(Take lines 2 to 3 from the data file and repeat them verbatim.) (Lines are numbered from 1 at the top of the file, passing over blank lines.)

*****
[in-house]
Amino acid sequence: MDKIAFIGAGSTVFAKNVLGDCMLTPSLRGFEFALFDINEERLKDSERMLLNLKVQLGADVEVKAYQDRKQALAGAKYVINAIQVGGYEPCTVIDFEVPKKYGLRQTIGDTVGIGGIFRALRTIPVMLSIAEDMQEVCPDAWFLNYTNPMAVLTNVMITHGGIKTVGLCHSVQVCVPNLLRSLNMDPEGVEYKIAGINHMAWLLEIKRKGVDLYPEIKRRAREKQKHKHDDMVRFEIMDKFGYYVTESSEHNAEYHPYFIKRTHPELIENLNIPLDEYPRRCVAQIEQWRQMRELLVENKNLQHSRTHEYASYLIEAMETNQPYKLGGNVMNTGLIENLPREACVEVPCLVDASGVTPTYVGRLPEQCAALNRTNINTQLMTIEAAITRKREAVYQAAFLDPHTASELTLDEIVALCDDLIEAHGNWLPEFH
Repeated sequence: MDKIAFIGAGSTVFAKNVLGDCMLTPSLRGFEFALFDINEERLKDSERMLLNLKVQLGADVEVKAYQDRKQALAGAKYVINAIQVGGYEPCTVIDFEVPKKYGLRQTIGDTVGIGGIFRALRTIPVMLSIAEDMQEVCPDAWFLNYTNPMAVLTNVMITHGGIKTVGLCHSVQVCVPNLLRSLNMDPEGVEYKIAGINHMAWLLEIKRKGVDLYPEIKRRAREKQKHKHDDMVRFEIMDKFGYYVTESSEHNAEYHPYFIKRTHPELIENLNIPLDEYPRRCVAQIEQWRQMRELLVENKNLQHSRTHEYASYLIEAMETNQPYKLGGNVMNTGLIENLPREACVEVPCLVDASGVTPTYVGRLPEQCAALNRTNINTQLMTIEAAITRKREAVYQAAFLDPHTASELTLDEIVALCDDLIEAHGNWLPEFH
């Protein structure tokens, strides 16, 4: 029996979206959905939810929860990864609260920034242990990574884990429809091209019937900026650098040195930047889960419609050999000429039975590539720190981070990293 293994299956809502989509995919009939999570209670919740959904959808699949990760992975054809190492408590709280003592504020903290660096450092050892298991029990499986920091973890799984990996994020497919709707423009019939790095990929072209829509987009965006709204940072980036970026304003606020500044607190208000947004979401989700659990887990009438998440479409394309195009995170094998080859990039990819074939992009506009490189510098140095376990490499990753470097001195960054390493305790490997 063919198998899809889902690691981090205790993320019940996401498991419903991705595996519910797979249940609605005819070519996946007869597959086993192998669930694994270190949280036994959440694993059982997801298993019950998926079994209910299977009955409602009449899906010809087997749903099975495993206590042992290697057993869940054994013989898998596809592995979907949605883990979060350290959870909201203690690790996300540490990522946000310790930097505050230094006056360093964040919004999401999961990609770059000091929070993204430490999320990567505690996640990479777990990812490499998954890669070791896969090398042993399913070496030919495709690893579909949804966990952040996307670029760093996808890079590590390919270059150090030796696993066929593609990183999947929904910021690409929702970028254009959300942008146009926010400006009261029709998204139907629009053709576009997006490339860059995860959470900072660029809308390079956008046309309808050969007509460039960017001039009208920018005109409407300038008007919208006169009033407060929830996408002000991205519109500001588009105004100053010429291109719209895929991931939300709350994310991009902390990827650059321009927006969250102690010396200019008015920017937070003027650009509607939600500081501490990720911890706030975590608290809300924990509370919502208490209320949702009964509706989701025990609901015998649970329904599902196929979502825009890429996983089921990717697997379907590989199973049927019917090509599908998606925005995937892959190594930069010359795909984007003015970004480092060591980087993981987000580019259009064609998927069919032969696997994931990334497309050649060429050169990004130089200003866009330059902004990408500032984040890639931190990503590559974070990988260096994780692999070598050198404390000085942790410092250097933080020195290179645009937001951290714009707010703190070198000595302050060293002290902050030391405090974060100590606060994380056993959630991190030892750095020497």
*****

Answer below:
Amino acid sequence: MDKIAFIGAGSTVFAKNVLGDCMLTPSLRGFEFALFDINEERLKDSERMLLNLKVQLGADVEVKAYQDRKQALAGAKYVINAIQVGGYEPCTVIDFEVPKKYGLRQTIGDTVGIGGIFRALRTIPVMLSIAEDMQEVCPDAWFLNYTNPMAVLTNVMITHGGIKTVGLCHSVQVCVPNLLRSLNMDPEGVEYKIAGINHMAWLLEIKRKGVDLYPEIKRRAREKQKHKHDDMVRFEIMDKFGYYVTESSEHNAEYHPYFIKRTHPELIENLNIPLDEYPRRCVAQIEQWRQMRELLVENKNLQHSRTHEYASYLIEAMETNQPYKLGGNVMNTGLIENLPREACVEVPCLVDASGVTPTYVGRLPEQCAALNRTNINTQLMTIEAAITRKREAVYQAAFLDPHTASELTLDEIVALCDDLIEAHGNWLPEFH
Repeated sequence: MDKIAFIGAGSTVFAKNVLGDCMLTPSLRGFEFALFDINEERLKDSERMLLNLKVQLGADVEVKAYQDRKQALAGAKYVINAIQVGGYEPCTVIDFEVPKKYGLRQTIGDTVGIGGIFRALRTIPVMLSIAEDMQEVCPDAWFLNYTNPMAVLTNVMITHGGIKTVGLCHSVQVCVPNLLRSLNMDPEGVEYKIAGINHMAWLLEIKRKGVDLYPEIKRRAREKQKHKHDDMVRFEIMDKFGYYVTESSEHNAEYHPYFIKRTHPELIENLNIPLDEYPRRCVAQIEQWRQMRELLVENKNLQHSRTHEYASYLIEAMETNQPYKLGGNVMNTGLIENLPREACVEVPCLVDASGVTPTYVGRLPEQCAALNRTNINTQLMTIEAAITRKREAVYQAAFLDPHTASELTLDEIVALCDDLIEAHGNWLPEFH